Strategy Roadmap for Millennial Members Gets Board Attention

Sustainability extends beyond infrastructure. The concept also applies to ASCE as an organization, as the Society pursues enhanced benefits and opportunities aimed to attract and empower more students and young professionals.

To that end, ASCE’s Board of Direction voted to approve the desired outcomes for a strategy roadmap for student transition and Younger Member retention at its quarterly meeting, March 17-18, in Arlington, VA.

Attracting, retaining, and engaging young professionals remains a key Society priority, and the new roadmap seeks to address the needs expressed through a recent Younger Member survey.

To achieve success, the roadmap suggests eight action items, including an emphasis on giving Younger Members a greater voice in the Society.

Updated mission statement

As part of its ongoing strategic planning process, the Board took a fresh look at the Society’s goals and how ASCE will measure success in serving the members and the profession.

In the process, the Board reaffirmed the core elements of the current ASCE mission statement while approving an update that reads: “Deliver value to our members, advance civil engineering, and protect the public health, safety, and welfare.” The primary refinement aligns the mission with ASCE’s first canon in the Code of Ethics related to protecting the public, a key responsibility that sits at the heart of what it means to be a professional civil engineer.

The Board will take a deeper dive into establishing new goals and metrics at the forthcoming meeting in July.

Civil-centric prerequisites

The Board also approved a revision of Professional Policy Statement 465: Academic Prerequisites for Civil Engineering Related Licensure and Professional Practice to make it civil-centric.

The policy statement, first adopted by the Board in 1998, lays out the need for civil engineers to attain the Civil Engineering Body of Knowledge before entry into professional practice. The previous iteration left it broad enough to address all engineering disciplines.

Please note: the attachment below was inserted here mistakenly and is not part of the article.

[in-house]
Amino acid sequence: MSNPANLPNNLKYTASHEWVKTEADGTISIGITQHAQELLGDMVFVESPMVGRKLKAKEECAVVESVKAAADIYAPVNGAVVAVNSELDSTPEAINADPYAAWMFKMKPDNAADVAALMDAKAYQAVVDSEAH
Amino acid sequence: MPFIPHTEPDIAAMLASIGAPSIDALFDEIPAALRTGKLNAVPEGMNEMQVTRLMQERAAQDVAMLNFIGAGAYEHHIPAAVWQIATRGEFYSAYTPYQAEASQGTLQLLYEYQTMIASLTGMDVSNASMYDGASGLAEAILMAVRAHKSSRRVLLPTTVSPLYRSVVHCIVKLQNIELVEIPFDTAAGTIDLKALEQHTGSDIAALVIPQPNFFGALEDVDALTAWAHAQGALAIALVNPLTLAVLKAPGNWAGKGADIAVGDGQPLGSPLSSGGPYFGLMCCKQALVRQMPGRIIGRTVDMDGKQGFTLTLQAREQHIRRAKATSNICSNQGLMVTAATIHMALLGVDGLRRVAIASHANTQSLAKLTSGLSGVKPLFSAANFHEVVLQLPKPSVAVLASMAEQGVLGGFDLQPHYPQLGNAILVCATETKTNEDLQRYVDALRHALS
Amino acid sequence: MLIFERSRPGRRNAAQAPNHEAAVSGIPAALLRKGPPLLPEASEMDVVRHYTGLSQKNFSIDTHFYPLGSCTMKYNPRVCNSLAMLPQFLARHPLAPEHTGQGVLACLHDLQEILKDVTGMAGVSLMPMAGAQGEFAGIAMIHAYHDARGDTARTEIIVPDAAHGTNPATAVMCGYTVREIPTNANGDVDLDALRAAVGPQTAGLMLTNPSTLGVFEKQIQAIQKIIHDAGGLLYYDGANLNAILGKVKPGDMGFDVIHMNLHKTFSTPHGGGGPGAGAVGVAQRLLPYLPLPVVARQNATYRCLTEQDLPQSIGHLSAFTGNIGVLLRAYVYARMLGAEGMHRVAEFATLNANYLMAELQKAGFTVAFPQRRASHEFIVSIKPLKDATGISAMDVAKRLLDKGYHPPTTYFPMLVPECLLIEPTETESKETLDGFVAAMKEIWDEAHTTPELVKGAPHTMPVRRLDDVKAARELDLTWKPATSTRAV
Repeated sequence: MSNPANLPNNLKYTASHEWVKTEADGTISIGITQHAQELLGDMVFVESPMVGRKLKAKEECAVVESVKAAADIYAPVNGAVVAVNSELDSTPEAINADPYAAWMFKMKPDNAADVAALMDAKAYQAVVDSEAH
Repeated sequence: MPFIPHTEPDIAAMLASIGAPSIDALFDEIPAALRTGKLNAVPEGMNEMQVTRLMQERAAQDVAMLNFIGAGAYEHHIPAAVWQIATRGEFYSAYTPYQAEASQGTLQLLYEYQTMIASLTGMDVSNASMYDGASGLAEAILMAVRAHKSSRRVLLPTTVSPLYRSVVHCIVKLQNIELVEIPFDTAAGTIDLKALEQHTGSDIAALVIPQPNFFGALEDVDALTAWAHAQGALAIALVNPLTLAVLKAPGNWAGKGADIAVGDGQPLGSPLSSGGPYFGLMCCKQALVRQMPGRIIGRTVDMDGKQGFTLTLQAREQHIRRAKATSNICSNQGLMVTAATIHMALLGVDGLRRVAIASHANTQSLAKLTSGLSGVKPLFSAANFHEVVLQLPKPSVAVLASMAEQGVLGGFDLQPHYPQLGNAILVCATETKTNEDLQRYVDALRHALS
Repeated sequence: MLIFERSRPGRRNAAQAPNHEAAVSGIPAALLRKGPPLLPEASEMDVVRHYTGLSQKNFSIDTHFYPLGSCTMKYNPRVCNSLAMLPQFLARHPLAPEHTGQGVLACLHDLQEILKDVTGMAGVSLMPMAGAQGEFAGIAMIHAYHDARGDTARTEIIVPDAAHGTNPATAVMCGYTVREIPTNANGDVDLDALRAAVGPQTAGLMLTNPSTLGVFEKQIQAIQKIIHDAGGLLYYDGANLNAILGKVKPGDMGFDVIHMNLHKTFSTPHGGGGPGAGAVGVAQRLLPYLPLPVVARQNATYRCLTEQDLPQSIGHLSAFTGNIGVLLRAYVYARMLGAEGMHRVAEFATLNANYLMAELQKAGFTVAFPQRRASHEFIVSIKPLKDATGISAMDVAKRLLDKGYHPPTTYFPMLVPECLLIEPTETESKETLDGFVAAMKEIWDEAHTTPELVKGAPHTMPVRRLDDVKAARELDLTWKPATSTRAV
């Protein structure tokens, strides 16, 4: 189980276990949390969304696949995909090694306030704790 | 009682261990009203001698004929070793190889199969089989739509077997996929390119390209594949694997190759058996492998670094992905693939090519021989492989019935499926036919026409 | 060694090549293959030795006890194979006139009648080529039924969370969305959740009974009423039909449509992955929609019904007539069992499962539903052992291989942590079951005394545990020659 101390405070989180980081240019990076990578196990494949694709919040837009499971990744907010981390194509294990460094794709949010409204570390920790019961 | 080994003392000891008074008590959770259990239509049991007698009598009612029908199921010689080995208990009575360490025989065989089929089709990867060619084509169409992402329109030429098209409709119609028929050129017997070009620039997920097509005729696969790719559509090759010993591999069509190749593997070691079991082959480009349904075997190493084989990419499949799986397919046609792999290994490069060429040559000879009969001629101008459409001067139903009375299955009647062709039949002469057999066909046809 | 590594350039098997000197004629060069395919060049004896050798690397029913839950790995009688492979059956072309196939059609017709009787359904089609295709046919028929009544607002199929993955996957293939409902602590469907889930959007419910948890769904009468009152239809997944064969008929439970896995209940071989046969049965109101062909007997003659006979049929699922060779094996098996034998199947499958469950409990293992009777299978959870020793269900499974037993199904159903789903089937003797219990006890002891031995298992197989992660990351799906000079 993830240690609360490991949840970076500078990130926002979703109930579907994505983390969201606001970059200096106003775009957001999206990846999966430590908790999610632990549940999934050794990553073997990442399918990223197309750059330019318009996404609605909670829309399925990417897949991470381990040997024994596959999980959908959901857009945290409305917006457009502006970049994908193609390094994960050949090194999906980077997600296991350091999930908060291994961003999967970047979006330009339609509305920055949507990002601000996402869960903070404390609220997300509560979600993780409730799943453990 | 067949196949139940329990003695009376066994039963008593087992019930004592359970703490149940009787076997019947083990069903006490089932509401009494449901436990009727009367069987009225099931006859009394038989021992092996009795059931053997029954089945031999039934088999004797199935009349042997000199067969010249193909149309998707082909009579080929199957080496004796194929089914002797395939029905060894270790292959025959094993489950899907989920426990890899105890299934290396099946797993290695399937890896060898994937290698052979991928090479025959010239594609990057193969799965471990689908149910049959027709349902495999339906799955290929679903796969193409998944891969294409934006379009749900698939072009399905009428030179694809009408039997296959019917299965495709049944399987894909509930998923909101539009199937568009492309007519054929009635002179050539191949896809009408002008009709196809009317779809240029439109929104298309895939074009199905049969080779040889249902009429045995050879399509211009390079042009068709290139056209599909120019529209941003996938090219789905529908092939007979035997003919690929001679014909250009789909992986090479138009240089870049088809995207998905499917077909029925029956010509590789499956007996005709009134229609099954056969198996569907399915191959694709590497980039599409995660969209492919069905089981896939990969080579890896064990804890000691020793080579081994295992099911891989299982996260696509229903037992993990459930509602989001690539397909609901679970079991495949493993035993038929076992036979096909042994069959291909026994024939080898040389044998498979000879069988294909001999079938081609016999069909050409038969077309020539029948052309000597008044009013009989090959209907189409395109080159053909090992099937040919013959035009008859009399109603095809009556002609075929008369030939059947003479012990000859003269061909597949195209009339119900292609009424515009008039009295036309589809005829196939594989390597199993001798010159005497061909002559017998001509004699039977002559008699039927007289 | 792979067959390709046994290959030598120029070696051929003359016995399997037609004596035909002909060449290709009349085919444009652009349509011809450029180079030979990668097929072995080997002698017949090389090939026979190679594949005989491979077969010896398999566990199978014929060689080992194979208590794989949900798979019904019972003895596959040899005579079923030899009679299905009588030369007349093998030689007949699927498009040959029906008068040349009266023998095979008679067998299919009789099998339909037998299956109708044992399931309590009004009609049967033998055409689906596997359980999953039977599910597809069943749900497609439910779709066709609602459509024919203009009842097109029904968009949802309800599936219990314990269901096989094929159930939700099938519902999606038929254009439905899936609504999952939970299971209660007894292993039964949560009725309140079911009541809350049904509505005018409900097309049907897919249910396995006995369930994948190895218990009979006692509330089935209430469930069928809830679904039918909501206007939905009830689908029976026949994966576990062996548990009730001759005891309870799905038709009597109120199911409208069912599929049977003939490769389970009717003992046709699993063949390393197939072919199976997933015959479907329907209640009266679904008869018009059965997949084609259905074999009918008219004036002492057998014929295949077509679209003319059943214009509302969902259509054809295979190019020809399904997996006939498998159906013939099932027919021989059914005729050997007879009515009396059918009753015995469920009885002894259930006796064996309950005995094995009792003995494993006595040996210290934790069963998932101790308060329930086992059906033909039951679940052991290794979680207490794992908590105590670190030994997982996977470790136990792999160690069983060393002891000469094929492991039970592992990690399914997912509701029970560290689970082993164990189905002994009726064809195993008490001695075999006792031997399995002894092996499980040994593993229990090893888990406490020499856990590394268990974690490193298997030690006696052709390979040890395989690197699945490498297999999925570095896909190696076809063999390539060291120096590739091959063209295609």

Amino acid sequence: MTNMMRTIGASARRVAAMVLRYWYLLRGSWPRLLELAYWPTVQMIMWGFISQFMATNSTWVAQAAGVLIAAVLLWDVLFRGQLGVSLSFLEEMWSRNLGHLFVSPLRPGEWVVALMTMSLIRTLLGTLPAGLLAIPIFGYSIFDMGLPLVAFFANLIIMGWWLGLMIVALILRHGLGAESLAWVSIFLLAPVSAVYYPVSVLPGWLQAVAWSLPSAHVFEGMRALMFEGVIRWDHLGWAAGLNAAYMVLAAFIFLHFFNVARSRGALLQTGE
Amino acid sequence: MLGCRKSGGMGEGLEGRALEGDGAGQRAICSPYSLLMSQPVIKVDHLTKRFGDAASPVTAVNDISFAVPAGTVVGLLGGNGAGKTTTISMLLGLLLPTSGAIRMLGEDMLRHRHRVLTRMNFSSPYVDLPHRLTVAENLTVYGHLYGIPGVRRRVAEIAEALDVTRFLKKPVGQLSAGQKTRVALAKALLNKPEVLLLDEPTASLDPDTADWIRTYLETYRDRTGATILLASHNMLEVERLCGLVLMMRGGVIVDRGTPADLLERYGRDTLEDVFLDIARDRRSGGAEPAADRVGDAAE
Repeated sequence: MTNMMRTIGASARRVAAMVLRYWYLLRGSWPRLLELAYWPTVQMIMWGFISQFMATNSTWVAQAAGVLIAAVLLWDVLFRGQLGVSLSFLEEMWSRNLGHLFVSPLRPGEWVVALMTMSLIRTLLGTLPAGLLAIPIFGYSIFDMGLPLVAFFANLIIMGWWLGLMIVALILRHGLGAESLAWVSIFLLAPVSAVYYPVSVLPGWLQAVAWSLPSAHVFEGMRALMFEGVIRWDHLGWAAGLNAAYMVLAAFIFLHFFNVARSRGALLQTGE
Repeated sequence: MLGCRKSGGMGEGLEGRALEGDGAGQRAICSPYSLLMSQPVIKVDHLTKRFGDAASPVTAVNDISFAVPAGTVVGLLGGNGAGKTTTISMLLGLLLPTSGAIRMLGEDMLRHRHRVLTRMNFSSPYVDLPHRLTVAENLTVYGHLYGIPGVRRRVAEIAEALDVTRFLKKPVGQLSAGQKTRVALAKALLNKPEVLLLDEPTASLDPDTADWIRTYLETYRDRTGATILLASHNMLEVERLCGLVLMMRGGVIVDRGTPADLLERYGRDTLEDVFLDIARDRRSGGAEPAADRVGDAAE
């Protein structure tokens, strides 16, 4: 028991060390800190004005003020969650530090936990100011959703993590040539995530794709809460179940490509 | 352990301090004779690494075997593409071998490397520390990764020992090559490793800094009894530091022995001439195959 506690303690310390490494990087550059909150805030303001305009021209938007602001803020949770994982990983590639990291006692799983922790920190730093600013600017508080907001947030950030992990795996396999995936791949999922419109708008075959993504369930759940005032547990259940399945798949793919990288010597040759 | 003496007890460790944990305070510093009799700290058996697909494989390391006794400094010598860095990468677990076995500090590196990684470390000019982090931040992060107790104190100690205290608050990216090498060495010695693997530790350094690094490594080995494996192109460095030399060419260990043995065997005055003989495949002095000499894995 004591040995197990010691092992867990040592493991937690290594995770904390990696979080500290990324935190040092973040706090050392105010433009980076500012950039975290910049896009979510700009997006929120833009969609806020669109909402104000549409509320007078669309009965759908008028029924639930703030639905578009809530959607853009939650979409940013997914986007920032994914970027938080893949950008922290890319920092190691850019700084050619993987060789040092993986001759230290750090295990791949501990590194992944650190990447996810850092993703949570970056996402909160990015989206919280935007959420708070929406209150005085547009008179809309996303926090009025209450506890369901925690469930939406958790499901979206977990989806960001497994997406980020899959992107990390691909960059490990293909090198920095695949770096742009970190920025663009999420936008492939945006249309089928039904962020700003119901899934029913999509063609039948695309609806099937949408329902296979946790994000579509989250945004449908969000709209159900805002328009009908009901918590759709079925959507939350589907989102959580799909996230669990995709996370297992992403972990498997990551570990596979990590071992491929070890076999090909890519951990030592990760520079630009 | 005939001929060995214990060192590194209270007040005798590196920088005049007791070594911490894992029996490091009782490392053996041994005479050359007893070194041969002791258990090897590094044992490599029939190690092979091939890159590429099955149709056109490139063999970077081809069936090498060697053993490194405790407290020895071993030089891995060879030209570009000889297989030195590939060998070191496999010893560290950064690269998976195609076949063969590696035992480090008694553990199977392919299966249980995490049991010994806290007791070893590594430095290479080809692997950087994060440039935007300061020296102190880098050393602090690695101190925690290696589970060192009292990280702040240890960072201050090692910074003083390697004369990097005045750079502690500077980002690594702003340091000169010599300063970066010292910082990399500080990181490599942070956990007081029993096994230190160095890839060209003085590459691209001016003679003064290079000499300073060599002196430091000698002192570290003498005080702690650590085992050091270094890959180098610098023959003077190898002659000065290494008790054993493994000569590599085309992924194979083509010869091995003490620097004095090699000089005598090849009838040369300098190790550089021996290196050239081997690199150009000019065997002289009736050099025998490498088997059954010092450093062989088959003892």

This change is part of a multifaceted effort by the new Raise the Bar Committee to hone the Raise the Bar strategy and explore how the civil engineering body of knowledge should best be attained for future professional practice.

A potential new Academy

Also on the education front, the Board heard a proposal from ASCE’s Transportation and Development Institute to establish a new specialty certification academy. It would be known as the American Academy of Transportation and Development Professionals.

If approved, the academy would be the fourth under ASCE and its subsidiary, Civil Engineering Certification. The Board will consider the proposal at the July meeting.

More than 1,300 professionals to date have received Diplomate/Board-certified credentials through the American Academy of Water Resources Engineers, the Academy of Geo-Professionals, and the Academy of Coastal, Ocean, Port, and Navigation Engineers.

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  1. Our engineers tend to be a bit tunnel vision about our professional improvement. We only emphasize how to improve our knowledge, how to perfect out work and all these inward type of things, but we seldom pay attention to promote our profession in a way that will attract young people as a good option for their life. We need to think more about how to raise our pay scales to bring it up to the comparable level with other professions such as doctors and lawyers. If we can’t not raise our pay scale to an acceptable level, we’ll never attract smart kids to our profession.

    Michael Han, PE


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